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On Track Titans: The World's Longest Trains

On Track Titans: The World's Longest Trains
photo: Roderick Eime / Flick/The Ghan
08 / 11 / 2023

In the past, the capacity of trains was confined to the power of a single locomotive. Today, the landscape has drastically changed. Advancements in technology have led to trains being hauled by two, three, or even four locomotives, some achieving truly astonishing proportions. Let's take a closer look.

The Longest Passenger Trains

Australia, the land down under, nestled between the Pacific and Indian Oceans, boasts the longest trains on the planet. This continent has a storied tradition of utilizing lengthy trains for mass transportation, freight, and passenger travel. The record-holder is The Ghan, which commenced service in 1929 between Adelaide in South Australia and Darwin in the Northern Territory, traversing a track spanning 2,979 kilometres. This train behemoth stretches nearly 1.2 km and can pull up to 44 passenger cars. Interestingly, The Ghan still operates to this day.

Russia, the world's largest country, is home to a 32-car passenger train that measures 846 meters in length. India, too, stakes its claim with long-distance trains, typically around 600 meters long, comprising 24 carriages.

Bahnfrend / Wikimedia Commons / CC BY-SA

Sweden, a nation accustomed to such cold winters that residents often ski to work, has its longest passenger train measuring 530 meters, equipped with more than 20 carriages and two locomotives. The country's standard large passenger trains generally consist of 17 wagons and two locomotives.

Then there’s romantic France, where the longest train spans 476 meters. This was achieved by coupling two TGV Atlantique trains.

Japan, known as the land of the rising sun, is proud of its Tokaido Shinkansen N700, a 404-meter-long train operating between Tokyo and Osaka. Meanwhile, the Netherlands, famous for its tulip displays, runs a 403-meter-long train with 15 carriages, formed by linking five smaller NS Intercity Materieel trains. Similarly, Germany's largest passenger train was created by connecting two ICE3 trains, totalling 403 meters in length.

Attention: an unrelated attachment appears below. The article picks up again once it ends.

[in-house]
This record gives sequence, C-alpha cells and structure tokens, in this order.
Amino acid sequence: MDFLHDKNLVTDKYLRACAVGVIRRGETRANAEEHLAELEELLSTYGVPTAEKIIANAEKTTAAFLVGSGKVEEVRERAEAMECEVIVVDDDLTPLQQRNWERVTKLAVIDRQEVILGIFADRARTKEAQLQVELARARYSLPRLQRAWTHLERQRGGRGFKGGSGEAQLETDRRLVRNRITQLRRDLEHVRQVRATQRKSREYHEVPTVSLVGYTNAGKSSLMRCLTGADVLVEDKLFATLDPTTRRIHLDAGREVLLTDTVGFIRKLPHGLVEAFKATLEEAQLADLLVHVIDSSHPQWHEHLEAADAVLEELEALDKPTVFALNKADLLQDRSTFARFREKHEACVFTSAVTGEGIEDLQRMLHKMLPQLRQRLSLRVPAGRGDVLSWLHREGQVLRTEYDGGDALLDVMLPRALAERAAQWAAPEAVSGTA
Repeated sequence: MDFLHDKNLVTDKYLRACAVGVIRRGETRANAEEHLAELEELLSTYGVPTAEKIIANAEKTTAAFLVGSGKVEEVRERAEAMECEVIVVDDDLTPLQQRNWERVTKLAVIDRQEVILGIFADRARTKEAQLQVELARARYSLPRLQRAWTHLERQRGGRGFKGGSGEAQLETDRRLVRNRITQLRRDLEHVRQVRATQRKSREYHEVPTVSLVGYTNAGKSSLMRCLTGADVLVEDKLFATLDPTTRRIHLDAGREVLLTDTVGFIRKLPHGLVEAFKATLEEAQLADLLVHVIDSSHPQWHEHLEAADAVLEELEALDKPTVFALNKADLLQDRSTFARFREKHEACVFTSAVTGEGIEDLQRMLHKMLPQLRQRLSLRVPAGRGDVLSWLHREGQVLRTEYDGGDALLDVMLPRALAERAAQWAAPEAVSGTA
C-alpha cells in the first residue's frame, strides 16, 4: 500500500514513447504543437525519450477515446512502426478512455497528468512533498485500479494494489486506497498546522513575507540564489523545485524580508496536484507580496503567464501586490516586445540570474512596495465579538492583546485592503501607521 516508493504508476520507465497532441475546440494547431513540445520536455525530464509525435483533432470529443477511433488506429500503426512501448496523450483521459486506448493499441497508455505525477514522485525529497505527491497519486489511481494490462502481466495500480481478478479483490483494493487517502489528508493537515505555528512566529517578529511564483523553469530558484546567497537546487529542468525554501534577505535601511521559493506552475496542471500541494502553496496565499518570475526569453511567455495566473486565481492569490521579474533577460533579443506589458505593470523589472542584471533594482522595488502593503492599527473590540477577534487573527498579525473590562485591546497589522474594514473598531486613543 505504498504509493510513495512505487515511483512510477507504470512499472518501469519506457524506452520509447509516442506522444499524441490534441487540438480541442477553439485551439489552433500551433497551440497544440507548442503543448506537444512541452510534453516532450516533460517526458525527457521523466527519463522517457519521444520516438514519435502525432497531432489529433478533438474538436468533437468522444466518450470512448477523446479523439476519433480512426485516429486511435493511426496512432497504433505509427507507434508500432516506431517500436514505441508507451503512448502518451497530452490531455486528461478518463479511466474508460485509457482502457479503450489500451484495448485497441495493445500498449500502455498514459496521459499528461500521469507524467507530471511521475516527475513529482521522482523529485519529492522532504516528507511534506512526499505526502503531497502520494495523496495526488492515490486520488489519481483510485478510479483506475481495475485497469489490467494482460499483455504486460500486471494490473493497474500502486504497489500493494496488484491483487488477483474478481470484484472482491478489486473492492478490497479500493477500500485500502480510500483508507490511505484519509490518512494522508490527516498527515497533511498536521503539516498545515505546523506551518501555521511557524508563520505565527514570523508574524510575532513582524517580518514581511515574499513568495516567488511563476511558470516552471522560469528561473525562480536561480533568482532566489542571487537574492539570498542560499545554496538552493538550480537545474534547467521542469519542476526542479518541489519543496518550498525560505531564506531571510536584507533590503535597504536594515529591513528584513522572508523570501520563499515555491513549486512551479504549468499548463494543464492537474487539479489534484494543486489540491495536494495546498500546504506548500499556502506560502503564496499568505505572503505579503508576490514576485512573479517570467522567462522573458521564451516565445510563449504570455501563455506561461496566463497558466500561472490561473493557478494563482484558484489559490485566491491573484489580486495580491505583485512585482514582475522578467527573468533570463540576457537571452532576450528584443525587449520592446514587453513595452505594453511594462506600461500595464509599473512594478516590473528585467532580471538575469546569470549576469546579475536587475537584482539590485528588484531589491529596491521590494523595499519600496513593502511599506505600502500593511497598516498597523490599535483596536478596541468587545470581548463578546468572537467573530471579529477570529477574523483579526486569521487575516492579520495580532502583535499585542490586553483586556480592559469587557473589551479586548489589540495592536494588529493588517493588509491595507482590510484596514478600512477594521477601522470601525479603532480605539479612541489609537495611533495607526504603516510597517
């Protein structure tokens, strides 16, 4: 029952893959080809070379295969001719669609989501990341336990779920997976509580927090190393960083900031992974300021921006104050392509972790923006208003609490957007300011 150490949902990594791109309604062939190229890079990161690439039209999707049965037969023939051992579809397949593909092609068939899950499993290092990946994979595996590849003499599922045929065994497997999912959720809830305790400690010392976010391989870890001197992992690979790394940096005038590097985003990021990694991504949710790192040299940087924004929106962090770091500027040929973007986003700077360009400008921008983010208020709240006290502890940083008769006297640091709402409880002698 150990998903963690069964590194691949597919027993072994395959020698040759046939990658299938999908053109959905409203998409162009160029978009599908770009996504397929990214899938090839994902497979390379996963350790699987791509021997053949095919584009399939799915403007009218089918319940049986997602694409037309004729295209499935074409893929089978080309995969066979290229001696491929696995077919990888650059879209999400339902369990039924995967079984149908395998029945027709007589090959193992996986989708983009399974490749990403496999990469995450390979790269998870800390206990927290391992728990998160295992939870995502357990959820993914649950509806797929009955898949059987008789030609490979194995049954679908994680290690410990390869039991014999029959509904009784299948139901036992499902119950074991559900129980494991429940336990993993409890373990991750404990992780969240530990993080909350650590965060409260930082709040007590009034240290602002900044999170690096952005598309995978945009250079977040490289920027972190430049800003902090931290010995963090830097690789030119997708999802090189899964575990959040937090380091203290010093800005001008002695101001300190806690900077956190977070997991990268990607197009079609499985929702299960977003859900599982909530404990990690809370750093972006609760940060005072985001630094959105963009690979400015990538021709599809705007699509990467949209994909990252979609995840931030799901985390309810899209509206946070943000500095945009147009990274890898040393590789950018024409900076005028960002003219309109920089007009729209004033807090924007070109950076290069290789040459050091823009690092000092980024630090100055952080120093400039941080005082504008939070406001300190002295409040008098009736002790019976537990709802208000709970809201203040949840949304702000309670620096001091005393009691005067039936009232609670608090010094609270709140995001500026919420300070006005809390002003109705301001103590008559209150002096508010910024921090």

The celebrated "Eurostar," at 394 meters, bridges Britain and France, coursing through the 50-kilometer underwater Eurotunnel during its journey.

The Longest Freight Trains

Canada's vast landscapes are traversed by some of the longest freight trains, extending up to 3,700 meters, with certain lines operating even longer trains, reaching 4,200 meters, hauling double-decker container cars.

The United States has set its own benchmarks for freight train lengths, capping them at 3,658 meters due to the limitations of air brake technology. However, a notable exception was a Union Pacific Railroad run that featured 296 container cars pulled by nine locomotives, stretching a staggering 5.5 kilometres.

Back in Australia, general freight trains typically range from 1,500 to 1,800 meters, tailored to the specific requirements of the rail network section. In Asia, India's significant freight train runs between Bangalore and Dharmavaram, spanning 1,222 meters, and operates daily on its dedicated monorail. France isn't left behind, with its freight train reaching 1,524 meters in length. Additionally, it's noteworthy that Saudi Arabia, the Netherlands, and Germany operate freight trains extending 1 kilometre.

The Longest Bulk Freight Trains

Australia also claims the title for the longest bulk freight trains. BHP Billiton regularly moves iron ore with trains that are 2.4 km long, featuring 264 wagons and powered by four locomotives. The longest recorded run happened on June 21, 2001; it consisted of eight locomotives, and 682 wagons, and was conducted by a single driver, with the entire composition measuring a remarkable 7,300 meters.

Jbdodane / Flickr

In Brazil, the largest country in South America, freight trains can reach lengths of up to 3.2 km. They run on the Carajás Railway, usually carrying iron ore and cellulose. China, at the forefront of technology, operates bulk freight trains approximately 3.2 km long.

Russia's bulk freight trains are several kilometres in length; however, a record-breaking train in 1986 moved 439 coal cars, resulting in a massive 6,500-meter-long train.

Lastly, South African iron ore trains on the Sishen-Saldanha railway typically reach lengths of up to 4,100 meters. A notable run in 1989 featured a train that was 7,302 meters long, showcasing the sheer scale of these rail giants.